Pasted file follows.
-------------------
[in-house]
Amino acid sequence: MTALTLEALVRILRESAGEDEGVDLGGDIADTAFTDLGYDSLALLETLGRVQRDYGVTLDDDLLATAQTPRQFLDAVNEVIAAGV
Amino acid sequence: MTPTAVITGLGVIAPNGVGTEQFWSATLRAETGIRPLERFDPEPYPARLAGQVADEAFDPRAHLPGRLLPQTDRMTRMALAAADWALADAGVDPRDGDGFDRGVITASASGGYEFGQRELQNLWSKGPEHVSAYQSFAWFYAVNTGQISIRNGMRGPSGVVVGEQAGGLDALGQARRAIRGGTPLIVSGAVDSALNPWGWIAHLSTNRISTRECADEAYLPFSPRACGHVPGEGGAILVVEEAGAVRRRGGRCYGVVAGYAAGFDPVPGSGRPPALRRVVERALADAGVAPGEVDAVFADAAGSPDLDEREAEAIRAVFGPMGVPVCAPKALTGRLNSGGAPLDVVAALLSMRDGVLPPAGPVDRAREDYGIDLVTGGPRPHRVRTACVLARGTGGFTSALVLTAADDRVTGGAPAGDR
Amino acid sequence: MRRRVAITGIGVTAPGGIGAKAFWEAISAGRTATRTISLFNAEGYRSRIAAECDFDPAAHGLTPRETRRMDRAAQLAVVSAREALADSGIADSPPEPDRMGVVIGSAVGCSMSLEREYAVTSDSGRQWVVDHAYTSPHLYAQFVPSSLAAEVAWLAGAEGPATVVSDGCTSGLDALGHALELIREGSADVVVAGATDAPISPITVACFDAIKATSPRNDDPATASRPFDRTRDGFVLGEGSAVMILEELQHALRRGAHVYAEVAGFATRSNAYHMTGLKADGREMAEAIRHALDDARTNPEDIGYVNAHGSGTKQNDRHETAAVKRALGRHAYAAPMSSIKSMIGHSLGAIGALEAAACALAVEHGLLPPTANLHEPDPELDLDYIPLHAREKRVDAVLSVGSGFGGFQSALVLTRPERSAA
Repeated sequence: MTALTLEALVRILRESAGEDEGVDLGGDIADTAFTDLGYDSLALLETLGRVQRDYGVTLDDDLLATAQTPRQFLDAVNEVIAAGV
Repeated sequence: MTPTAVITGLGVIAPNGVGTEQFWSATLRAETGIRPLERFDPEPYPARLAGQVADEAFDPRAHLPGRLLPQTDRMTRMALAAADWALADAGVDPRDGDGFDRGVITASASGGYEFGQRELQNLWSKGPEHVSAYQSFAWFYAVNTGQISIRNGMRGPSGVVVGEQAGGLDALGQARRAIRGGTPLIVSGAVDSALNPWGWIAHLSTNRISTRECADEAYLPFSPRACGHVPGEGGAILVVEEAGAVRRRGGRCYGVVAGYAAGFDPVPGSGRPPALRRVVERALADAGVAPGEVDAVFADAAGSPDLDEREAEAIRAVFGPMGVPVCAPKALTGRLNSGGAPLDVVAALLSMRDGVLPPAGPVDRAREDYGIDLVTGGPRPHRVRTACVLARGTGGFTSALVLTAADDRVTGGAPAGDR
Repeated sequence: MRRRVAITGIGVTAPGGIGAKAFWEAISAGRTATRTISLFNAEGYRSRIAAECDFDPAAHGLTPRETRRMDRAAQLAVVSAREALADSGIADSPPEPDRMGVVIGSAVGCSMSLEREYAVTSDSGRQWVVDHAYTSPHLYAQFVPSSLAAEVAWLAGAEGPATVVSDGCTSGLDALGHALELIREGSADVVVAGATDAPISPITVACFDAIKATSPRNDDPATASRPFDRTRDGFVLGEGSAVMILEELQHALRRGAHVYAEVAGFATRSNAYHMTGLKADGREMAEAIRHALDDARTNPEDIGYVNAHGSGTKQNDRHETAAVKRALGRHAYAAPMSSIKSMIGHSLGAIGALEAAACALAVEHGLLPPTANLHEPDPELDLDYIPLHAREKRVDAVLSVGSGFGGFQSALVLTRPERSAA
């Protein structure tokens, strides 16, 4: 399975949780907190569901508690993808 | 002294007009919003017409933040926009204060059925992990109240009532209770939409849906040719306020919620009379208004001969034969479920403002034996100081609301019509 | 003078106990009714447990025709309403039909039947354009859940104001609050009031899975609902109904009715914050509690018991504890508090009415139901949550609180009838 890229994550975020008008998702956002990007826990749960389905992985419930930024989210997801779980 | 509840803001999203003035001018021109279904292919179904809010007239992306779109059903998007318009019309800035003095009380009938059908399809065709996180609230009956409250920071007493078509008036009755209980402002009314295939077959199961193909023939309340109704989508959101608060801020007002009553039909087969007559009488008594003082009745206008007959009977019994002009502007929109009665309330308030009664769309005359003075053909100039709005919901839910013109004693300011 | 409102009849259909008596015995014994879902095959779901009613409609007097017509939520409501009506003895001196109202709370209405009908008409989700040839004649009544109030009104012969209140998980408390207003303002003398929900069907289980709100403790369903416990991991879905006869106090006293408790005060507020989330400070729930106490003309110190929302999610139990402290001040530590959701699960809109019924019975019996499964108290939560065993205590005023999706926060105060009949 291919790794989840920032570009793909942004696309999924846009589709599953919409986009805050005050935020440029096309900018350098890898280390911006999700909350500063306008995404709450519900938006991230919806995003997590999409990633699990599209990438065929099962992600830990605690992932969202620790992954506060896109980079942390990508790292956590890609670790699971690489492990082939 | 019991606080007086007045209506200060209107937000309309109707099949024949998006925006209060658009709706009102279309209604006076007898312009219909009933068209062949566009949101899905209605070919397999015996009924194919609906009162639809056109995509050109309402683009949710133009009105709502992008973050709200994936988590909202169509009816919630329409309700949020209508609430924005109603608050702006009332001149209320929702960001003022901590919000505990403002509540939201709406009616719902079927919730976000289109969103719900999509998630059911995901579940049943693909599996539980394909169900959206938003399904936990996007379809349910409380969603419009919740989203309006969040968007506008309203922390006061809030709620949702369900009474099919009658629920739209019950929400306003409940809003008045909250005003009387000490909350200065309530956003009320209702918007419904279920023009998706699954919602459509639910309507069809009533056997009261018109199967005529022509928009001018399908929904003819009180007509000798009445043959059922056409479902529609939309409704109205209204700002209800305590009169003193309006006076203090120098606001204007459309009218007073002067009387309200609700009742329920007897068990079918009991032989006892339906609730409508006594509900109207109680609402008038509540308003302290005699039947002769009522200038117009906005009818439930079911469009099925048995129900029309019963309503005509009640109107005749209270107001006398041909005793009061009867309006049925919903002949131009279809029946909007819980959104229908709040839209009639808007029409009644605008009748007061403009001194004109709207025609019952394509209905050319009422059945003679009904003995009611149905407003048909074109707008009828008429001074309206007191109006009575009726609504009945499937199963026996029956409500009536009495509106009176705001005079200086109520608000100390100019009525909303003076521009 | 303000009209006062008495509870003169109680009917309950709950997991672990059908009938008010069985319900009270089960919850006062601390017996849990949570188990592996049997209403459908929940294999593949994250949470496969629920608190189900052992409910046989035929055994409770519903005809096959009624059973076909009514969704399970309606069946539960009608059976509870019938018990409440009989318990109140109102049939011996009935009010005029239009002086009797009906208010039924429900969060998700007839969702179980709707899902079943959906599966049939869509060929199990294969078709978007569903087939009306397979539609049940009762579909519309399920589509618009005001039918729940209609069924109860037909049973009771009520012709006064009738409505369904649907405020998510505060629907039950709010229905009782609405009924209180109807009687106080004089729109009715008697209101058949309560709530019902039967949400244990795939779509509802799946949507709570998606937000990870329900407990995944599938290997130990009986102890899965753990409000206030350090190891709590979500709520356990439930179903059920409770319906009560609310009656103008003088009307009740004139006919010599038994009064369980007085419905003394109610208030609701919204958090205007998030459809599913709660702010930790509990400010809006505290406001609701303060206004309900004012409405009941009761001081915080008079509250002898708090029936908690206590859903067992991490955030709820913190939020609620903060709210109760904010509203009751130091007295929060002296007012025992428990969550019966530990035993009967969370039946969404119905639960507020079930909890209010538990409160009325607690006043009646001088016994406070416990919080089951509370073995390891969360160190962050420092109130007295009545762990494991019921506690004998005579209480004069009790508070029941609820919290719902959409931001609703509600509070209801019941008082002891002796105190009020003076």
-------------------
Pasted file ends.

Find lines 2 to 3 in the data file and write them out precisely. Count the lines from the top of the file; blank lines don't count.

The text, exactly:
Amino acid sequence: MTALTLEALVRILRESAGEDEGVDLGGDIADTAFTDLGYDSLALLETLGRVQRDYGVTLDDDLLATAQTPRQFLDAVNEVIAAGV
Amino acid sequence: MTPTAVITGLGVIAPNGVGTEQFWSATLRAETGIRPLERFDPEPYPARLAGQVADEAFDPRAHLPGRLLPQTDRMTRMALAAADWALADAGVDPRDGDGFDRGVITASASGGYEFGQRELQNLWSKGPEHVSAYQSFAWFYAVNTGQISIRNGMRGPSGVVVGEQAGGLDALGQARRAIRGGTPLIVSGAVDSALNPWGWIAHLSTNRISTRECADEAYLPFSPRACGHVPGEGGAILVVEEAGAVRRRGGRCYGVVAGYAAGFDPVPGSGRPPALRRVVERALADAGVAPGEVDAVFADAAGSPDLDEREAEAIRAVFGPMGVPVCAPKALTGRLNSGGAPLDVVAALLSMRDGVLPPAGPVDRAREDYGIDLVTGGPRPHRVRTACVLARGTGGFTSALVLTAADDRVTGGAPAGDR